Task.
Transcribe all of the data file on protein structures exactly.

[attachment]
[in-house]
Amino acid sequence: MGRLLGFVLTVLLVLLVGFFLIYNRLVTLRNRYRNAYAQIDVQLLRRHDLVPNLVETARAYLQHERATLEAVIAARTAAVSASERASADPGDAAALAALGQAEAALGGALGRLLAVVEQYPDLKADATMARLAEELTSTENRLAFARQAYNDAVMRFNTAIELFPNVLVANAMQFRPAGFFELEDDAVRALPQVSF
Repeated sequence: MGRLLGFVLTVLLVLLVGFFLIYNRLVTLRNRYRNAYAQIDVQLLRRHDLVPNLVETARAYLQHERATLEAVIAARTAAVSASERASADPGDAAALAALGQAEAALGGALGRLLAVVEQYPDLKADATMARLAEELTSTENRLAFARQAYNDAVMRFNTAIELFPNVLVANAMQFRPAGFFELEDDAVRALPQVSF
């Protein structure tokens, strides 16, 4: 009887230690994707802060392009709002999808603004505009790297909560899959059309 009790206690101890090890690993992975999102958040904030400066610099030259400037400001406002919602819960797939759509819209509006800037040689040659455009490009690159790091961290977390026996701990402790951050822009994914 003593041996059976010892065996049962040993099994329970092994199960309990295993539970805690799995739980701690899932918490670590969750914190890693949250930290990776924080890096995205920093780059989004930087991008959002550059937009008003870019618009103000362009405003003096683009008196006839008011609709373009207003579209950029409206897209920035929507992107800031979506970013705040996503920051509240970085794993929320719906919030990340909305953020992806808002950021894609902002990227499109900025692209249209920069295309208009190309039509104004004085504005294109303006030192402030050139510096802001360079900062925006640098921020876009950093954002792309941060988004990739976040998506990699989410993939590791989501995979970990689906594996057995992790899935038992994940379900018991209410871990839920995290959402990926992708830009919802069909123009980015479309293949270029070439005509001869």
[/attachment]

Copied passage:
[in-house]
Amino acid sequence: MGRLLGFVLTVLLVLLVGFFLIYNRLVTLRNRYRNAYAQIDVQLLRRHDLVPNLVETARAYLQHERATLEAVIAARTAAVSASERASADPGDAAALAALGQAEAALGGALGRLLAVVEQYPDLKADATMARLAEELTSTENRLAFARQAYNDAVMRFNTAIELFPNVLVANAMQFRPAGFFELEDDAVRALPQVSF
Repeated sequence: MGRLLGFVLTVLLVLLVGFFLIYNRLVTLRNRYRNAYAQIDVQLLRRHDLVPNLVETARAYLQHERATLEAVIAARTAAVSASERASADPGDAAALAALGQAEAALGGALGRLLAVVEQYPDLKADATMARLAEELTSTENRLAFARQAYNDAVMRFNTAIELFPNVLVANAMQFRPAGFFELEDDAVRALPQVSF
């Protein structure tokens, strides 16, 4: 009887230690994707802060392009709002999808603004505009790297909560899959059309 009790206690101890090890690993992975999102958040904030400066610099030259400037400001406002919602819960797939759509819209509006800037040689040659455009490009690159790091961290977390026996701990402790951050822009994914 003593041996059976010892065996049962040993099994329970092994199960309990295993539970805690799995739980701690899932918490670590969750914190890693949250930290990776924080890096995205920093780059989004930087991008959002550059937009008003870019618009103000362009405003003096683009008196006839008011609709373009207003579209950029409206897209920035929507992107800031979506970013705040996503920051509240970085794993929320719906919030990340909305953020992806808002950021894609902002990227499109900025692209249209920069295309208009190309039509104004004085504005294109303006030192402030050139510096802001360079900062925006640098921020876009950093954002792309941060988004990739976040998506990699989410993939590791989501995979970990689906594996057995992790899935038992994940379900018991209410871990839920995290959402990926992708830009919802069909123009980015479309293949270029070439005509001869």